More teenagers try marijuana for the first time during the summer months than during any other season, according to a newly released report by the National Survey on Drug Use and Health. The report finds a 40 percent increase in first-time marijuana use among teens during June and July.
Other risky substances may tempt teens during the summer as well. The same study reports that the number of youth cigarette and alcohol users also rises when school is out.
Parents can help prevent teen drug use during the summer, says John Walters, director of National Drug Control Policy. “By keeping teens busy, knowing who they’re with and making sure they’re supervised, parents can help prevent their teen’s summer from going to pot,” he says.
What Parents Can Do
The National Drug Control Policy Office has a Web site (www.TheAntiDrug.com/SchoolsOut/) specifically designed to help parents keep their kids drug-free during the summer. Among the tips suggested are:
• Set clear rules and enforce them. Discuss curfews and other responsibilities with your teen at the beginning of the summer. Make sure that you’re both clear on the guidelines and the consequences. At the same time, don’t focus solely on the negative; remember to accentuate the positive by praising your teen’s healthy choices.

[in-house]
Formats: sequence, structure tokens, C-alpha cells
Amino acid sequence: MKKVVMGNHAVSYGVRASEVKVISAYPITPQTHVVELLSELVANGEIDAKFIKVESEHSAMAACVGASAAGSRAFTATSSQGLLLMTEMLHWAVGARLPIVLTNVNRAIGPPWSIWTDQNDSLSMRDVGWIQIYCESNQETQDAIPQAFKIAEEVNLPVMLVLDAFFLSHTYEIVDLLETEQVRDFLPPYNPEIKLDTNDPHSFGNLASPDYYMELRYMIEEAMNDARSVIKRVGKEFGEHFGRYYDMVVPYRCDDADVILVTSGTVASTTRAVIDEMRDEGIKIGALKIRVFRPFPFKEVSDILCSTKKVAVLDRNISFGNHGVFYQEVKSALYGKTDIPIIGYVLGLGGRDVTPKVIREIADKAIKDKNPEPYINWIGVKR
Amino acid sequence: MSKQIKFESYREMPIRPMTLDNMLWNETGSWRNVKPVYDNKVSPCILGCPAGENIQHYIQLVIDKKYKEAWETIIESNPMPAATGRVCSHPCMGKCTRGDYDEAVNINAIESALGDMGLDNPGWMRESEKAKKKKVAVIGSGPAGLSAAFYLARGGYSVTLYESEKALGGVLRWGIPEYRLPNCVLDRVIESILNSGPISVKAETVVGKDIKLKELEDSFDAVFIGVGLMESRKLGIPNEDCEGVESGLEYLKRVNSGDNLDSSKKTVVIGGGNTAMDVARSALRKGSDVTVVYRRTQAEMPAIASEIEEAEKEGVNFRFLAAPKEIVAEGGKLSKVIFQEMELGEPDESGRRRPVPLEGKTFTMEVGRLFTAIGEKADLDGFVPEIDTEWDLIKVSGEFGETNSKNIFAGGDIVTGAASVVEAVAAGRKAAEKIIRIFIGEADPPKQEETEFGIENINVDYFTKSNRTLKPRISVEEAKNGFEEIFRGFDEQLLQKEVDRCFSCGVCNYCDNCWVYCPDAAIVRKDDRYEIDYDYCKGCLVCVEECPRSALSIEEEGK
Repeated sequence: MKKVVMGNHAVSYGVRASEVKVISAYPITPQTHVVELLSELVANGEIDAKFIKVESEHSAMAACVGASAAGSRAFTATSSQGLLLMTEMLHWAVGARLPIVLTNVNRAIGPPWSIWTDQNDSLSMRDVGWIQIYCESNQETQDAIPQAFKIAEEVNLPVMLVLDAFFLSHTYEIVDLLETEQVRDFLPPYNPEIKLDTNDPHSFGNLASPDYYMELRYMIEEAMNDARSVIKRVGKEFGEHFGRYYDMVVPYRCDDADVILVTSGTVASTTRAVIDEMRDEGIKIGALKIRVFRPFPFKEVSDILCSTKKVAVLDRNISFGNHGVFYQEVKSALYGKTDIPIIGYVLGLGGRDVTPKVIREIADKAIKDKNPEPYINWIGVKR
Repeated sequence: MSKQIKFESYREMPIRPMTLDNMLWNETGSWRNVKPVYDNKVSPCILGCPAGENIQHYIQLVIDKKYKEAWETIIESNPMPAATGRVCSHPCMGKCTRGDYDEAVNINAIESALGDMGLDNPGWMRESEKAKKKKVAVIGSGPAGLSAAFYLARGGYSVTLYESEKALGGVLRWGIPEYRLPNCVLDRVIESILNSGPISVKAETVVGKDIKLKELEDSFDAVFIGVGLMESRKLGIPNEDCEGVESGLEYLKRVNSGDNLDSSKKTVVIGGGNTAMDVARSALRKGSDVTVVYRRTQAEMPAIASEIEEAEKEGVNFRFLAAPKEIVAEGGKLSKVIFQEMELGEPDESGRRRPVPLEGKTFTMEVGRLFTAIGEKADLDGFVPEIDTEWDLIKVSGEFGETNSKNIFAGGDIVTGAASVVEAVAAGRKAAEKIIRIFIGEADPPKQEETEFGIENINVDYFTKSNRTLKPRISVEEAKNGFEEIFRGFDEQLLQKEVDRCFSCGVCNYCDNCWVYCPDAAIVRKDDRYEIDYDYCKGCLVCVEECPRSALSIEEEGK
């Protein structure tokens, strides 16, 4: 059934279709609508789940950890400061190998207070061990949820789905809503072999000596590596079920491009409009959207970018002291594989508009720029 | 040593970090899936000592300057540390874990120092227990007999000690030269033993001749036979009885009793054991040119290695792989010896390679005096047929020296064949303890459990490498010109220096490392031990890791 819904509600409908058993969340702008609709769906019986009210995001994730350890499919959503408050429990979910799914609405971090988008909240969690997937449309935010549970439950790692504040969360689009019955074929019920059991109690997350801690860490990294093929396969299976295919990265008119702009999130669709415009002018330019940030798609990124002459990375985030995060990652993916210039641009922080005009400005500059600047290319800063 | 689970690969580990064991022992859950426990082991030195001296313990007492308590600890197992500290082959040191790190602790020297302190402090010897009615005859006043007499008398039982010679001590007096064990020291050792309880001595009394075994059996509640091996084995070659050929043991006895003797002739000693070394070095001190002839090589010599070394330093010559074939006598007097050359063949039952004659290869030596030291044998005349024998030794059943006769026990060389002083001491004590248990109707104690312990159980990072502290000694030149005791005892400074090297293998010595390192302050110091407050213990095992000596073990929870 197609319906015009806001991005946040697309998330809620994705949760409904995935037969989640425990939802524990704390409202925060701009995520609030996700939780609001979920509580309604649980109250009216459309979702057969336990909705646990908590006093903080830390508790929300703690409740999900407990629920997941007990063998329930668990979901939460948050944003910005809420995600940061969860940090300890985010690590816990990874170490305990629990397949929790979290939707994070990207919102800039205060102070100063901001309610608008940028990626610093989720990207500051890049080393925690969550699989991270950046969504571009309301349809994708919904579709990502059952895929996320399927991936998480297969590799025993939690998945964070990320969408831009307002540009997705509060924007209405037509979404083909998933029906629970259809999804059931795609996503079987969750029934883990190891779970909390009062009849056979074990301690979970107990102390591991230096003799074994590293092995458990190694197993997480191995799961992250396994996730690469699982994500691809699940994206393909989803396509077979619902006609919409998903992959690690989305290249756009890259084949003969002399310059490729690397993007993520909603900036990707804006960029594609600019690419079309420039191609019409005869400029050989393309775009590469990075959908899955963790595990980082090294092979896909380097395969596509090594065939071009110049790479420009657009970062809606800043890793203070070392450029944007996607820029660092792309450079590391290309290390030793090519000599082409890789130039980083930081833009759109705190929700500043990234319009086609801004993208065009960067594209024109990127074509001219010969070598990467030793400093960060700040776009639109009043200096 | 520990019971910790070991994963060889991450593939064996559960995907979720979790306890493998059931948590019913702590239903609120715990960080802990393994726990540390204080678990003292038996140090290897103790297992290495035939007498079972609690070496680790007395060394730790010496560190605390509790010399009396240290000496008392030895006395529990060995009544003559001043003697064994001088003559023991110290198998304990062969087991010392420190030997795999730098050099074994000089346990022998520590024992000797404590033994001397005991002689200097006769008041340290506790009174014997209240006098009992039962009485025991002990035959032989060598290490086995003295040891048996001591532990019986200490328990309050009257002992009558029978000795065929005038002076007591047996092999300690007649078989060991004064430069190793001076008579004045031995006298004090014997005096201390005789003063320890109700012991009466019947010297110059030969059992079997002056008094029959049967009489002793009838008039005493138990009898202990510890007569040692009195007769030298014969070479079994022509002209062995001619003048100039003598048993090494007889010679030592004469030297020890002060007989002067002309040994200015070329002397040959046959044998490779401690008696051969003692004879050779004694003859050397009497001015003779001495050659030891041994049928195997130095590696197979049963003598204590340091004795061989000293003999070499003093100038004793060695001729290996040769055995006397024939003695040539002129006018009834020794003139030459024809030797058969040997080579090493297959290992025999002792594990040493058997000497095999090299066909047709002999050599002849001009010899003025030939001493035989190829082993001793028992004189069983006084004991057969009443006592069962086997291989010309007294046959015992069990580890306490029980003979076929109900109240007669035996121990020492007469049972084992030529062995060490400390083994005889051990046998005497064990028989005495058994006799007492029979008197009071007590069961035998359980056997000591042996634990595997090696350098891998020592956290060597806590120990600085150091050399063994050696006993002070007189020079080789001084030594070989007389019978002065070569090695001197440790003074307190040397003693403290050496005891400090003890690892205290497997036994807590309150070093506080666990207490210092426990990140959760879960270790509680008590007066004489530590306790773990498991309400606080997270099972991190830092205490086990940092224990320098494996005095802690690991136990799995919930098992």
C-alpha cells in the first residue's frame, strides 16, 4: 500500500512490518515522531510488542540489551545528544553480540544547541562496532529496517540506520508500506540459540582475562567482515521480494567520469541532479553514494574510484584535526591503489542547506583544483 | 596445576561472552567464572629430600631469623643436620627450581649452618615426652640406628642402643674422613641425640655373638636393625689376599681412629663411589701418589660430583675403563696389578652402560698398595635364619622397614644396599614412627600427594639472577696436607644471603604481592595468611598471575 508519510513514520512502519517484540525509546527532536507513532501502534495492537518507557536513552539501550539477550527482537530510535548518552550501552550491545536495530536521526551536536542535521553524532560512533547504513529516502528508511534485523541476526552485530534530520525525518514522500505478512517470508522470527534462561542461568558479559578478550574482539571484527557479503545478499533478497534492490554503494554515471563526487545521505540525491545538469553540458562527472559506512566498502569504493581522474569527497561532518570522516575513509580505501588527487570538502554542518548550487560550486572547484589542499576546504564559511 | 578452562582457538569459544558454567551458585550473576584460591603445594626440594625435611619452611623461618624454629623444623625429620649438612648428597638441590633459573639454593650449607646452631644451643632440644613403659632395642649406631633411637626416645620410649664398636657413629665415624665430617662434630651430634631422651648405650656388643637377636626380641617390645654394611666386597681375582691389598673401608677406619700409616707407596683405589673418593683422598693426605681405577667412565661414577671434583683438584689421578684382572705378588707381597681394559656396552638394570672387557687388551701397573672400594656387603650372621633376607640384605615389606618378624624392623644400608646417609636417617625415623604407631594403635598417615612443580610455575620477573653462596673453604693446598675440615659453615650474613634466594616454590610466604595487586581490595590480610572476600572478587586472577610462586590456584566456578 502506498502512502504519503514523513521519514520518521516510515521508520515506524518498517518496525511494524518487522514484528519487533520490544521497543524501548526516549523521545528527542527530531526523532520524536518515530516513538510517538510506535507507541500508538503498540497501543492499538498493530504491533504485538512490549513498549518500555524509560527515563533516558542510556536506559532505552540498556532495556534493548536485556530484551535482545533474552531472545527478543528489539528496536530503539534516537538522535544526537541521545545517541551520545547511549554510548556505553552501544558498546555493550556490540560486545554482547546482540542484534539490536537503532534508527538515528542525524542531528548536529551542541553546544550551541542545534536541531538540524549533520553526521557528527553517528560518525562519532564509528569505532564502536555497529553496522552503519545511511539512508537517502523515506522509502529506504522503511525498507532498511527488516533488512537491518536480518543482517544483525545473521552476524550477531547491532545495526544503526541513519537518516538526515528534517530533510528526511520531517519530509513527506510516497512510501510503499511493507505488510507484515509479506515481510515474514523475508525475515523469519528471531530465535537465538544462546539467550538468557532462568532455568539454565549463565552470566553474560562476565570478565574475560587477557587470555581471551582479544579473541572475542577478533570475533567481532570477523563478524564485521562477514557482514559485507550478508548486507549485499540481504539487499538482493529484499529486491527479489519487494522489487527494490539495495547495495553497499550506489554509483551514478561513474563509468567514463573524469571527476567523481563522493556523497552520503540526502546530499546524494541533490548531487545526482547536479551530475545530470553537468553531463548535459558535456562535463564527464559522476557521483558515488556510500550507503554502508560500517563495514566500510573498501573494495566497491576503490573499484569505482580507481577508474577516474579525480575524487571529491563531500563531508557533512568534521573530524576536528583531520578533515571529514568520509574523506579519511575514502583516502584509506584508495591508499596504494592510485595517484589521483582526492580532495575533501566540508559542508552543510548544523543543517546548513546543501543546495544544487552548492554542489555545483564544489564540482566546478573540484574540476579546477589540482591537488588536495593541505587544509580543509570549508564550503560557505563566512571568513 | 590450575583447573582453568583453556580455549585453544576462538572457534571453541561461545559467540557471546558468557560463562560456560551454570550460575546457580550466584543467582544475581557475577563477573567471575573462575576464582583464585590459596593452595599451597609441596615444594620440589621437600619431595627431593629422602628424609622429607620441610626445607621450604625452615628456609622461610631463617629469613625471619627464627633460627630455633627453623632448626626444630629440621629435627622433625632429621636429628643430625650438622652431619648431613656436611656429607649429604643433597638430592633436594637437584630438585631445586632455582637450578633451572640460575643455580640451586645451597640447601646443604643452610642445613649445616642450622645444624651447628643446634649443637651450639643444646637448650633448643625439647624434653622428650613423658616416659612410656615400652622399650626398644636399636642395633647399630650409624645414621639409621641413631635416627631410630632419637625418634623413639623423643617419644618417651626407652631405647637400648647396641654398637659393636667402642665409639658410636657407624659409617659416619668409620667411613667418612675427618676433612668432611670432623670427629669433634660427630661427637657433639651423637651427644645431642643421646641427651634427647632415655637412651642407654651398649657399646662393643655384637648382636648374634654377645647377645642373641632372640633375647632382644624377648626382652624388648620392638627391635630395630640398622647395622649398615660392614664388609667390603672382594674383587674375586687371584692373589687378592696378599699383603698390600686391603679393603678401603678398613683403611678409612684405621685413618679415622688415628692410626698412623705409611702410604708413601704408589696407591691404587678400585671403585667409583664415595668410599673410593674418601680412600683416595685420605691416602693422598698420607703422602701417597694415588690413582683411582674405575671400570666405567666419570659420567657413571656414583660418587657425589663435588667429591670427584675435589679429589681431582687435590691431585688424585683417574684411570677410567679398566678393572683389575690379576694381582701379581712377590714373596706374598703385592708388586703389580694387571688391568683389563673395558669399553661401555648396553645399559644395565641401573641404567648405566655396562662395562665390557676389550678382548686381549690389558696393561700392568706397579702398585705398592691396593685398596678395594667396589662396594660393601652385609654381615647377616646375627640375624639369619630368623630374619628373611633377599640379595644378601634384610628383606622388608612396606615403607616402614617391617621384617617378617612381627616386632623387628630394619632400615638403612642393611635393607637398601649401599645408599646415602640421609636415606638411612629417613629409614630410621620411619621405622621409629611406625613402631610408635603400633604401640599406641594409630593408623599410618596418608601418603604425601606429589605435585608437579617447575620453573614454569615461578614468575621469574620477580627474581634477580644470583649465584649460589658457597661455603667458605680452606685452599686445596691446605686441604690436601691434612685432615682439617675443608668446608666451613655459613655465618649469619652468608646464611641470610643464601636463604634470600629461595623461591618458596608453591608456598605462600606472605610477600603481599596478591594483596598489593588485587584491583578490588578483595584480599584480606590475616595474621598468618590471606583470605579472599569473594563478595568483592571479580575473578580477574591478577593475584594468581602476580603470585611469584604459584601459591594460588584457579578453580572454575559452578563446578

• Watch out for your teens. You don’t need to put a homing device on them, but it’s not unreasonable to insist that you know where they are, whom they’re with, what they’re doing and how you can reach them.
• Talk to your teen. Keep open lines of communication with your child. Information about illegal drugs is important, but adolescents are more apt to act wisely on that information if they have an open, supportive relationship with their parents.
What Teens Can Do to Stay Drug-Free this Summer
There are many things your adolescents can do this summer to stay drug-free:
• Get a job.
• Learn a new sport. Private organizations, and perhaps your town’s parks and recreation department, offer lessons for all ages.
• Take a summer course at a local school.
• Help out. Learn more about volunteer opportunities, especially for those teens who may still be too young for a paying summer job.
Get More Help
For more information about drug-proofing your kids during the summer, visit the National Drug Control Policy’s Web site referenced above.
For more information about helping your teen get that first summer job, check out the tips and advice in: That First Summer Job: How to Help Your Teen Get It and Make the Most of It